Blood vessel inflammation PMR?

I'm confused about the inflammation people refer to in our blood vessels due to PMR. Can someone try and explain it or refer me to some articles. Is this because PMR is regarded as a form of vasculitis? Interestingly I do struggle to describe my symptoms to friends as it's not muscular nor joint, often I just describe it as a weird feeling! Sometimes I do feel as if my veins are inflamed as I get a sensation down my arms and legs occasionally.

Nearly 18 months into this journey I'm still unsure of what PMR is about and what damage it's doing. I think I spend most time worrying about the damage from Pred and wondering if any daily aches are from steroid reduction or the PMR or just age (mind you I'm only 58 and was very fit and active before all this started, as seems to be the case of many here)

Bit of a long winded Post but these things spring to mind as I read my daily email from here.


11 Replies

  • PMR is regarded by many experts as almost certainly due to a vasculitis, inflamed blood vessels, but as yet there is no definitive proof. They have found (I believe) that GCA, in the temporal artery at least, is linked to an inflamation problem in the tiny capillaries supplying blood to the wall of the larger artery. I think that may be the link to PMR - the microcirculation, the smallest arteries.

    To be honest - I suspect you are relatively lucky if you don't have muscle or joint pain! But I'd also suspect the "weird feeling down your arms and legs" may not be blood vessels but nerves. I get shooting sensations that I have always put down to a "nerve thing" because of the situations in which I have felt it.

    I really wouldn't worry about the damage the pred MAY do - some of the side effects can be managed well or even avoided when you know how. I've been on pred for 8 years and really there is nothing identifiable of the predicted problems. I've had some as I've described elsewhere but they are gone. Once you get to 8mg or so the side effects are far fewer and even insignificant. When it lasts a long time PMR without pred is a nasty accompaniment - pred at least gives you your life back pretty much.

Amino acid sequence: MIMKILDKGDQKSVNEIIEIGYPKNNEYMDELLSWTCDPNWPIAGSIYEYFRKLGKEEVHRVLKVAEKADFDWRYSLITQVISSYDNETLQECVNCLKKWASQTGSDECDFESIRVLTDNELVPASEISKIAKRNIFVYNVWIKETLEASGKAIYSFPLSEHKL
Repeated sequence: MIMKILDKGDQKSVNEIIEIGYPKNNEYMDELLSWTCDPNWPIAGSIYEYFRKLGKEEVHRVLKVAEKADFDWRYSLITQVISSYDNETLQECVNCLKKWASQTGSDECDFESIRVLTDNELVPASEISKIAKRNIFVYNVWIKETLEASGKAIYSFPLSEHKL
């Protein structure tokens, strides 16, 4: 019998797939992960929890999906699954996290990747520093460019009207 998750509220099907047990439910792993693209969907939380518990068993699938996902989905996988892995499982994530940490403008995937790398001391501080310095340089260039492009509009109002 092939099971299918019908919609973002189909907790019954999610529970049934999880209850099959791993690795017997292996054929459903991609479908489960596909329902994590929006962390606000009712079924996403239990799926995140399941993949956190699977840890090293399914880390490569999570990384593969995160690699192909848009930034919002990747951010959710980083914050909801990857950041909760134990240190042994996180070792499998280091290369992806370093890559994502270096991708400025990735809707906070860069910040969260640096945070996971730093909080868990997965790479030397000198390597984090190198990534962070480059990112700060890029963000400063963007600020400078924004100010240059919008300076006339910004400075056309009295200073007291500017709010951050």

• Thanks PMRPro. Always a good explanation.

    It's not that I don't have joint or muscle pains it's just that I'm unable to describe them as I used to, usually from exercise injury or twisting or pulling something. They just feel different somehow! Hence when tapering I'm never sure if they're good or bad pains I'm feeling. Usually take some paracetamol and if I feel better it's not my PMR. Learned that here!

    Just in middle of another herpes outbreak which are happening every few weeks and I now wonder whether the strange feeling down arms and legs are nerve related from the herpes I'm fighting?

  • More likely PMR - I have them and no herpes.

    You are on an antiviral for the herpes aren't you?

  • No not on any anti virals. GP won't prescribe them as seldom there when have an outbreak for him to see! Off to see different doctor on Monday to see if I can get a course to see if it helps.

  • You need to - because while treatment can't cure, it can reduce the incidence. I had a short period of persistent mouth ulcers and my then GP was most insistent I must go back if they didn't clear as it is possible for herpes simplex to mutate and make you far more ill. He gave me an immunoglobulin injection - and I never had another mouth ulcer! A long course of antiviral medication MIGHT even help the PMR - there are theories about the cause of GCA!

  • Well hopefully I can persuade the doctor. They insist there is no protocol for prescribing anti virals and claim so many people have herpes virus there is little point in giving out anti virals.

    I've tried to suggest that as I have PMR I'm more susceptible and struggle to fight it off so can I not try an anti viral. I don't believe there are any dangerous side effects to trying an anti viral and if it prevented more herpes outbreaks I'd be delighted!

  • YES - but YOU are on a corticosteroid so your immune system is suppressed. And you have PMR so by definition your immune system is compromised...

    I posted somewhere else - your GP COULD write a private script for you - he just can't charge you for doing so. Acylovir is not cheap but not expensive either - £49 for 3 months suppression dose, And you CAN get it online. Might be interesting: